"People claim we have spent a fortune, but if I look at the team which beat Bristol City in the third round, we had [goalkeeper] Scott Shearer, who was freed out of Wrexham; [midfielder] David Hunt, freed out of Brentford; [captain and defender] Pablo Mills, freed out of Rotherham; [central defender] Claude Davis, didn't have a club; [left-back] Dean Howell, came on trial; [winger] Sergio Torres, cheap buy from Peterborough; [midfielder] Josh Simpson, cheap buy from Peterborough; [midfielder] Dannie Bulman, freed out of Oxford; [striker] Tyrone Barnett, who cost £150,000 [from Macclesfield] and for who earlier this week we accepted an offer of £900,000 from Blackpool only for him to turn them down; [striker] Matt Tubbs, 50K out of Salisbury.
"So it's hardly been big money, and other than Barnett, they all came when we were in the Conference. The simple truth is we started from a very low base, Bruce came in and put in hundreds of thousands of pounds, he convinced the Carter family, Ian and Susan, to come in as directors [and co-owners] and they've carried it on. The way it works here is the board are fully aware of players I'm looking at, and I get a yes or no."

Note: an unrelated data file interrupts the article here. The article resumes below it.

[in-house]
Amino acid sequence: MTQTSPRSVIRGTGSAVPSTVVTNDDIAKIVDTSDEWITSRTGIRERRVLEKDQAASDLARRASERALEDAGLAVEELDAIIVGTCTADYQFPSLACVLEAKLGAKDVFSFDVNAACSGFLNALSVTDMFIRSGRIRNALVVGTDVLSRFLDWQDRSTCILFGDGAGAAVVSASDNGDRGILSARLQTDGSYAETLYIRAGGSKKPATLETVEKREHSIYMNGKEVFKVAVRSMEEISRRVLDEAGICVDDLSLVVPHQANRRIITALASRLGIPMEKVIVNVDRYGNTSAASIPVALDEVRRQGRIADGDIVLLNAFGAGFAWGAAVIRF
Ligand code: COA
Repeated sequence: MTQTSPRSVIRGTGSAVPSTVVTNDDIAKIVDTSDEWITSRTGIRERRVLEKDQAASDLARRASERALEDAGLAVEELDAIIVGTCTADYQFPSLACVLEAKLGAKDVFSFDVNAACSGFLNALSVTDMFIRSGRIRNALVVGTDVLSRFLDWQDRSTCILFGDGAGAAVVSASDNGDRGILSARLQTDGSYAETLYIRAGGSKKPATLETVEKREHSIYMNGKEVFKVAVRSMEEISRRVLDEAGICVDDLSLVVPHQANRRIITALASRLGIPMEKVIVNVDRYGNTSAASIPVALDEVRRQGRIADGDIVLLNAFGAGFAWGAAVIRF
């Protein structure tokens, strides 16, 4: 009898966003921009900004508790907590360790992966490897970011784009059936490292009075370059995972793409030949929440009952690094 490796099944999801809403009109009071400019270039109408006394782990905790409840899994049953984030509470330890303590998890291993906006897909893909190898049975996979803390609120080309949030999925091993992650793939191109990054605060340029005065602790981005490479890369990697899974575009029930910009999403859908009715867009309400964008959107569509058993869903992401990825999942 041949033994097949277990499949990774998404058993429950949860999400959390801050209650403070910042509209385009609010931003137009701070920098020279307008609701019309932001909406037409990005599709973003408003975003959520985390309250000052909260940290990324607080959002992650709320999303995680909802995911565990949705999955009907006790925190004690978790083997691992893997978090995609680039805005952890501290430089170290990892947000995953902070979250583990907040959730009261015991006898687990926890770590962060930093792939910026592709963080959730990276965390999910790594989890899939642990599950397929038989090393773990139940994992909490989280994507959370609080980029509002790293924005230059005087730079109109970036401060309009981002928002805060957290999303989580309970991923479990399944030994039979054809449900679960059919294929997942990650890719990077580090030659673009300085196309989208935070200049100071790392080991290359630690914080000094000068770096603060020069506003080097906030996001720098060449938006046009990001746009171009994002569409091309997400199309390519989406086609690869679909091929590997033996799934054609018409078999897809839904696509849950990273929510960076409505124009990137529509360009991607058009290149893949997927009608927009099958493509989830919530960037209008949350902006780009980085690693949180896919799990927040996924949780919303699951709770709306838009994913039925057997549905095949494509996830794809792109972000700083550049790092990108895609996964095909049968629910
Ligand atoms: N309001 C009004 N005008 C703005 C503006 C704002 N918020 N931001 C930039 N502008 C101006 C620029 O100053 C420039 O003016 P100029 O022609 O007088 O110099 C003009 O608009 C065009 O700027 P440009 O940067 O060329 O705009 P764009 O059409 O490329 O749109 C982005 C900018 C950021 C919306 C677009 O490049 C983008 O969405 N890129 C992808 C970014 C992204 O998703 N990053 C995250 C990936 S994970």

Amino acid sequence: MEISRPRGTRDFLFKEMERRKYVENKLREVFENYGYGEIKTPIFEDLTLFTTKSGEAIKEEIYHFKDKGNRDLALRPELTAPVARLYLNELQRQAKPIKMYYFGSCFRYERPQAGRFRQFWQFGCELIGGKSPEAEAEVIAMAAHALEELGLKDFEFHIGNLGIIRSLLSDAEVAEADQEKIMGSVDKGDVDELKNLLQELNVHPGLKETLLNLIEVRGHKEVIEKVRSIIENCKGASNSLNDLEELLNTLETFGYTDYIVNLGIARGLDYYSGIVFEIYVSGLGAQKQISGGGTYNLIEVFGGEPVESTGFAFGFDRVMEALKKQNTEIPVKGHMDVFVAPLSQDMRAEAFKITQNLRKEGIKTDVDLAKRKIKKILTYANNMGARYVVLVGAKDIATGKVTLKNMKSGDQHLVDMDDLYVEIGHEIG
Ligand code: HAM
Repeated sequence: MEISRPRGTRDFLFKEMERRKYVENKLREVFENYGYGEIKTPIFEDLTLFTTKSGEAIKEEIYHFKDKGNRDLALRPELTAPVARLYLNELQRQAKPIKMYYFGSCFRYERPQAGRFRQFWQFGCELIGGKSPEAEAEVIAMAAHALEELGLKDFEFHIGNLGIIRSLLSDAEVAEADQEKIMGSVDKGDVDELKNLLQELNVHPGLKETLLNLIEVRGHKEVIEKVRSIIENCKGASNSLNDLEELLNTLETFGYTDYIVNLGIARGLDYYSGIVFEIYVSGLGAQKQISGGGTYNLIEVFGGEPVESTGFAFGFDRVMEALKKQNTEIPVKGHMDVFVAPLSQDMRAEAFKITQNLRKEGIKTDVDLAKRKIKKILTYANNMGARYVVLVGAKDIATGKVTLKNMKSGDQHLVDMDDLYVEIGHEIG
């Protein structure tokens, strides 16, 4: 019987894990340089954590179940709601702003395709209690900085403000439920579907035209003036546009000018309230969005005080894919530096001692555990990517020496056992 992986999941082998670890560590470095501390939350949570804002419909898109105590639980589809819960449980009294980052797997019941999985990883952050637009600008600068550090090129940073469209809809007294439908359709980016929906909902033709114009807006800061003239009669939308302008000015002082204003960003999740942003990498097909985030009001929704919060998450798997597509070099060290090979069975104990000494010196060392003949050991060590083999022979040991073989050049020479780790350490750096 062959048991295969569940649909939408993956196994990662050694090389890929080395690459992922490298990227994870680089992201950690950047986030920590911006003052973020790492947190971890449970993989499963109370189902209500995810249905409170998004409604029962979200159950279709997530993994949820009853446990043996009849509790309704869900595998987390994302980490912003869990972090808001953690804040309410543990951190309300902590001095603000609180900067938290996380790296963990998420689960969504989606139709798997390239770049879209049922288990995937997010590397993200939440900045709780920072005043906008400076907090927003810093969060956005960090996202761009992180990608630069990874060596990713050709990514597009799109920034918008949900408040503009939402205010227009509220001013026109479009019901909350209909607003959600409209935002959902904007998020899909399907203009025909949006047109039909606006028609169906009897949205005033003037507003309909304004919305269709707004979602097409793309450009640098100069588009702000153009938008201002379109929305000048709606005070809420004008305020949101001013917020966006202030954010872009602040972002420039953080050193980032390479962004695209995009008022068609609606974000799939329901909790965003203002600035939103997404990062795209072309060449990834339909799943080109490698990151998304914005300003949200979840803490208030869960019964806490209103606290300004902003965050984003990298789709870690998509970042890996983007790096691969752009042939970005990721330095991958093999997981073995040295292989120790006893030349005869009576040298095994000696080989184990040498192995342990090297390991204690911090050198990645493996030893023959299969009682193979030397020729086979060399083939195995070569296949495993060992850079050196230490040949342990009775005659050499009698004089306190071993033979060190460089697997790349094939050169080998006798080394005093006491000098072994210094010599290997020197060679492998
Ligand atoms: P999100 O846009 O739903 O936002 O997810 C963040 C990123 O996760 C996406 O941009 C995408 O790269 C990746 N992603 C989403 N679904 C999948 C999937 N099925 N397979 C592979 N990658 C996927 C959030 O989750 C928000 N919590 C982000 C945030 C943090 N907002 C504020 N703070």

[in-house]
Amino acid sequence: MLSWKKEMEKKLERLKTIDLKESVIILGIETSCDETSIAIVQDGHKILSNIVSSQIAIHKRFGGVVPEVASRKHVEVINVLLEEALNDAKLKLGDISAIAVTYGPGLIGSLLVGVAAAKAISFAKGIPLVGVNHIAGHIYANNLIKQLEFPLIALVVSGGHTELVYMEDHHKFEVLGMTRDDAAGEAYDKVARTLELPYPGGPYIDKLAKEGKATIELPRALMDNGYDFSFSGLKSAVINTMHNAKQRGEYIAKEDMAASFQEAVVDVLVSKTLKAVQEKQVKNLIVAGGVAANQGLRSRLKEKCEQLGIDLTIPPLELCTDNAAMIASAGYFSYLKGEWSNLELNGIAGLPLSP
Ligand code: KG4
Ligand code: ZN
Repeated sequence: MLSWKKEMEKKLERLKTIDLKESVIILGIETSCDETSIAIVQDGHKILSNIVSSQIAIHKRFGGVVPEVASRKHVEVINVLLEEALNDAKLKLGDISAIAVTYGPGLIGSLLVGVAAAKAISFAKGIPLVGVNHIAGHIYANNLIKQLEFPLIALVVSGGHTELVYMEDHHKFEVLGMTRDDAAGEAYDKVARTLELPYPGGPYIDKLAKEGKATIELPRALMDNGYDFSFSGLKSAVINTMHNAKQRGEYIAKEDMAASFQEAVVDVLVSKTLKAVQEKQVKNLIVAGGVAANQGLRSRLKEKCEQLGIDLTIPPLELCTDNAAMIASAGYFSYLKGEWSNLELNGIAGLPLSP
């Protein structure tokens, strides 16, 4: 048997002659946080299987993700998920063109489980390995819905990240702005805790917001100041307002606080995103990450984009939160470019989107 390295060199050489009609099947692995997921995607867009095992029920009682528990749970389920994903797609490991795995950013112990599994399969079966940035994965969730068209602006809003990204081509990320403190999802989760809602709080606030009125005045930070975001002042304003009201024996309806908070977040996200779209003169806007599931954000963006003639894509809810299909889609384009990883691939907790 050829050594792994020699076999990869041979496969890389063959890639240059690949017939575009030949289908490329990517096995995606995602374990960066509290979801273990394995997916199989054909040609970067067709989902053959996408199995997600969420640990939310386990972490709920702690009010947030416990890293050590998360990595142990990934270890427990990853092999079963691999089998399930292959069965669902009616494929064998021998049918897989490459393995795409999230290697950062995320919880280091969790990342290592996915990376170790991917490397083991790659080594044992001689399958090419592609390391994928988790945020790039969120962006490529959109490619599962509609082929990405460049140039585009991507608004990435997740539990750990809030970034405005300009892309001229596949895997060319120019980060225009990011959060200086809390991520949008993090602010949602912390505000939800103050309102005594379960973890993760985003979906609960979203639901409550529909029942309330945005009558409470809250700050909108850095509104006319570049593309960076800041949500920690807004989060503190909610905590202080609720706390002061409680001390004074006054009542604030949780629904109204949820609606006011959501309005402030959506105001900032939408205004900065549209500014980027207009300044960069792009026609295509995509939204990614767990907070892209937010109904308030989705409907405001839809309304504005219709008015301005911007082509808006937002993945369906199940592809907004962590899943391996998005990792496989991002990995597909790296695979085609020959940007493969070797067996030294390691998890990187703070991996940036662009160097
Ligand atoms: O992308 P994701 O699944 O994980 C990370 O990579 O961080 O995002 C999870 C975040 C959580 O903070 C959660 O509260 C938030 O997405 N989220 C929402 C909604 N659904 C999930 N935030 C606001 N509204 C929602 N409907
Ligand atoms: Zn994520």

Last year's FA Cup run, in which Crawley won through to a lucrative fifth-round tie against Manchester United at Old Trafford, has added considerably to the club's spending power – as will Barnett's likely departure – and while recent offers for strikers Ryan Stevenson and James Constable have been rejected by Hearts and Oxford respectively, this week Evans has brought in midfielders Sanchez Watt from Arsenal and Adam Drury from Ipswich, both on loan. More are likely to follow, but Watt, impressive for Leeds last season, will be in the squad for the trip to East Yorkshire, and for Evans, the 20-year-old's signing represents another statement of intent.
"It's exciting that he should have agreed to come here and a reflection on the quality of players we already have in our squad," Evans said. "Bruce once told me I could work in the Premier League. I don't think I will, but that's because if you're British you probably have to take a club up. There are some great British managers in the Championship and Leagues One and Two, but they will never get a chance because Premier League clubs look abroad. I'm no different to them."